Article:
Monday, March 07, 2005

Skiing Sick

I wasn’t really fighting a cold, but I wasn’t cooperating with it, either. Symptoms were mild, just a little stuffy nose and a general lack of energy. Until anything more definite came along, I would just keep skiing.

Because of the lack of energy, I skied slowly. Because of the excellent conditions, I skied classical.

Continuing to study technique and timing as I had recently observed them, I waxed only slightly heavily, and focused on complete weight shift, loading up for the most effective kick with the least effort.

Each time I have gone out to ski the busy Ellis River Trail in Jackson on a weekend or vacation week day, I have caught and passed everyone in front of me and been passed by no one. The point is not how great I am, because I’m not. It’s just the accumulated benefit of the little things. Even sick, and getting sicker, my slow pace was faster than anyone else’s.

Kick timing makes a huge difference. Fully shifting weight through the hip as the gliding foot shoots forward sets up the next stride. Drive the knee and flex the ankle as you throw the hip forward. Don’t step onto a stiff, nearly straight leg and expect to have any power in the next stride. But cross-country skiing is a whole made up of important parts.

Most people I see on the trail are not holding their poles correctly. Not only do they lose the power the strap would provide, the incorrect grip means they plant the poles at inefficient angles and can’t swing their arms in the proper rhythm to keep momentum going.

Classical skiing uses pendulums swinging in alternate rhythm. The legs have their timing and the arms have opposite timing. If the arms can’t swing freely and the poles can’t deliver power at the right time and strength, the whole machine slows down.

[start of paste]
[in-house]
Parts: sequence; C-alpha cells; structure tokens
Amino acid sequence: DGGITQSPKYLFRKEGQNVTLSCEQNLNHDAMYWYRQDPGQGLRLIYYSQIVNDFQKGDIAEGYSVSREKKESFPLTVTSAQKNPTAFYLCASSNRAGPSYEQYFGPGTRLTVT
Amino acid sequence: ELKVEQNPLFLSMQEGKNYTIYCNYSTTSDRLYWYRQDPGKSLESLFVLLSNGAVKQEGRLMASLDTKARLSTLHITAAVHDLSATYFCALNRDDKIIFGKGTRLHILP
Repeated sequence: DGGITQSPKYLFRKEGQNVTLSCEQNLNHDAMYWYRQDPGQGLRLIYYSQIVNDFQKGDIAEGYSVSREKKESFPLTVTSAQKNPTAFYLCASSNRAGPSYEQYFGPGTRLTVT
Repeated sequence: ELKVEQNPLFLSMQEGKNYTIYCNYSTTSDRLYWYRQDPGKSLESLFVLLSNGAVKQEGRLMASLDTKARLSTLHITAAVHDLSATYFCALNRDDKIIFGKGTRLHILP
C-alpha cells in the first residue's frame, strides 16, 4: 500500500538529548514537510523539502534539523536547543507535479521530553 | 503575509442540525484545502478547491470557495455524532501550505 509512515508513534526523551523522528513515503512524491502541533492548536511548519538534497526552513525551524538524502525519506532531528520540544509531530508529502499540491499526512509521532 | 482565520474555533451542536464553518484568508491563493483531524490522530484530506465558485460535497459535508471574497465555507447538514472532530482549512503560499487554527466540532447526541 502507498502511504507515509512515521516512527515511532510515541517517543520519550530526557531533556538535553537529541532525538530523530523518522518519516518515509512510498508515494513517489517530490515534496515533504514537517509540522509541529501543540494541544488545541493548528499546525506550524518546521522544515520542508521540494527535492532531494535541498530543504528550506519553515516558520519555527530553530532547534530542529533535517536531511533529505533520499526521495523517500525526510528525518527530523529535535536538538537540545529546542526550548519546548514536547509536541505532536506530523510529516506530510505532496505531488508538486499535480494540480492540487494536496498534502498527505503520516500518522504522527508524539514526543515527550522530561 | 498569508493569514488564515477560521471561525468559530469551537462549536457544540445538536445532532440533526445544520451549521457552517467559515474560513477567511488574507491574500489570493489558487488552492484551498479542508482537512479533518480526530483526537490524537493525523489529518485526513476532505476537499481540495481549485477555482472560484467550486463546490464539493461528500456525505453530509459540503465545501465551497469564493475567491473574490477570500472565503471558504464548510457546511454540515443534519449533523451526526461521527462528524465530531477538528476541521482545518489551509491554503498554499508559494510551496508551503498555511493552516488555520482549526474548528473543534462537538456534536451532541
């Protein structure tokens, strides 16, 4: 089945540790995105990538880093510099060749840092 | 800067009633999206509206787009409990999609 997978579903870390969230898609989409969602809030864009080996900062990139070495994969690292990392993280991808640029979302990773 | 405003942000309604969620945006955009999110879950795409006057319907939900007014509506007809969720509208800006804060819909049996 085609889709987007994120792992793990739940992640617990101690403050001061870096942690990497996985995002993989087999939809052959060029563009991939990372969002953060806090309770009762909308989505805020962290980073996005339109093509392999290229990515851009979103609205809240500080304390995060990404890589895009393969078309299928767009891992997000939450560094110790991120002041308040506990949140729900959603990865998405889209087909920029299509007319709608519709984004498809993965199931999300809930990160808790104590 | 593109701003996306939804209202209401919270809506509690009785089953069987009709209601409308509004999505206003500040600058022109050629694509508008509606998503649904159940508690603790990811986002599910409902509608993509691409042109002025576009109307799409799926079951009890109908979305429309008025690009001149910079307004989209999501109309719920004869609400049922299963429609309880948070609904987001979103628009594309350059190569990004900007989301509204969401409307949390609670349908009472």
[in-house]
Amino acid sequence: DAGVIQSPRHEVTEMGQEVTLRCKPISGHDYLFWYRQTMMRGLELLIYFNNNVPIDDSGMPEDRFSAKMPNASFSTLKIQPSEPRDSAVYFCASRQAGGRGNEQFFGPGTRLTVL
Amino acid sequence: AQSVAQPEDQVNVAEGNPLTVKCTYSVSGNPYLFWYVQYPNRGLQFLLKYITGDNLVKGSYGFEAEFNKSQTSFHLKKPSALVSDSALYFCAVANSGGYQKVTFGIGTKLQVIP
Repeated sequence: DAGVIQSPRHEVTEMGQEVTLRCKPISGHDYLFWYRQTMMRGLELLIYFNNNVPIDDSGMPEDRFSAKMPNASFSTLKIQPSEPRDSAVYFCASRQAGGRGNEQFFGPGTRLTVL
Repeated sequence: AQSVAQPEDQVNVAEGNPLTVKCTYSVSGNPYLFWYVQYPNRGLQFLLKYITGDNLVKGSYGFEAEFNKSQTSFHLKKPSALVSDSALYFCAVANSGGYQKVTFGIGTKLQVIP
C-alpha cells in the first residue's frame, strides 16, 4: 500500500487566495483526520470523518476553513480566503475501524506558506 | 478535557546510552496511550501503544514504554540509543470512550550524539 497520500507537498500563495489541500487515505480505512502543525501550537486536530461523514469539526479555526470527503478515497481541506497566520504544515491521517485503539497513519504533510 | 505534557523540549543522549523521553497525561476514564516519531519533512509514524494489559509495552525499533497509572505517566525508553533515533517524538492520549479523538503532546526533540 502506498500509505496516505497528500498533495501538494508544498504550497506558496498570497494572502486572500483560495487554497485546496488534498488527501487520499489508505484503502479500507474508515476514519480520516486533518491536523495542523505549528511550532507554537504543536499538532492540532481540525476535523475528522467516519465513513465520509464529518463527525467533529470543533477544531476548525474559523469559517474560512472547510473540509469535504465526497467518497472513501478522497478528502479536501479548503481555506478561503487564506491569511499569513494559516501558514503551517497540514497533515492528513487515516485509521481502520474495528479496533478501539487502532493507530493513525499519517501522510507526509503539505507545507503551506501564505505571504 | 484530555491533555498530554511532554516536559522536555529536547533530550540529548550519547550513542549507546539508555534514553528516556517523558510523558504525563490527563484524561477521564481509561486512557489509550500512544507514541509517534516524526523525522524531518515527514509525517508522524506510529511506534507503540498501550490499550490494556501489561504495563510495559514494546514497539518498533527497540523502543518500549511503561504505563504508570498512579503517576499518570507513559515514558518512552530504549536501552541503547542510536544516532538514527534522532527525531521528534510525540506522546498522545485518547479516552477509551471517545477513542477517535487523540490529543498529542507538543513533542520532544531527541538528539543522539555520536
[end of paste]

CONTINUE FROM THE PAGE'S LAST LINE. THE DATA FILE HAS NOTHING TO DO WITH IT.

The problem may start with the beginner lesson. In a well-intended attempt to get people thinking about their footwork, instructors have them set the poles aside. Skiers are encouraged to stride without poles, to work on timing and weight shift, but it gives the impression the poles are an unimportant afterthought. This is wrong.

Skiers from alpine backgrounds are accustomed to holding orthopedic grips in their fist, which also does not translate well to cross-country poling.

Holding the poles wrong is worse than not holding them at all. If that pole strap doesn’t cross the palm and support the hand, allowing for a smooth release and follow-through, it blocks all the other movements a skier could do with the poles held right or not at all.

A really fit, technically proficient skier could have run me down and flitted past me easily. But that skier would only have been doing, at full strength, what I was doing on half power or less. At a faster tempo with more power in the kick, the speed range moves up dramatically.

Despite the fact that my cold was getting worse and my muscles felt like melting clay, I was not breathless and could enjoy the scenery. A couple of other skiers stopped me to point out a large beaver foraging along the partially-open river. It was a leisurely tour.

Skiers who started very young often have trouble describing what they do, because they learned it naturally, gradually, by doing it more than by thinking about it. Skiers who start as adults have to learn differently, because the human mind automatically tries to correlate new experience to old experience.

As I was describing the lift of the obliques to an instructor, she cautioned against curling sideways, which risks causing the shoulders to sway back and forth. She also mentioned driving the knee forward and flexing the ankle. When I focused on those elements, I found they reinforced the hip lift. I’d already made sure I was lifting my hip rather than dropping my shoulder to engage the abdominal muscles and lower back. Consciously placing the knee and ankle under everything completed the solid platform from which to kick onto the other ski. It even works amazingly well up hill.

Only by skiing sick and tired did I really discover how little effort I needed to get good glide. I couldn’t pole hard to make up for sloppy kick. I couldn’t speed up my cadence to make up for weak kick. I had to make each kick count, and really ride the gliding ski.

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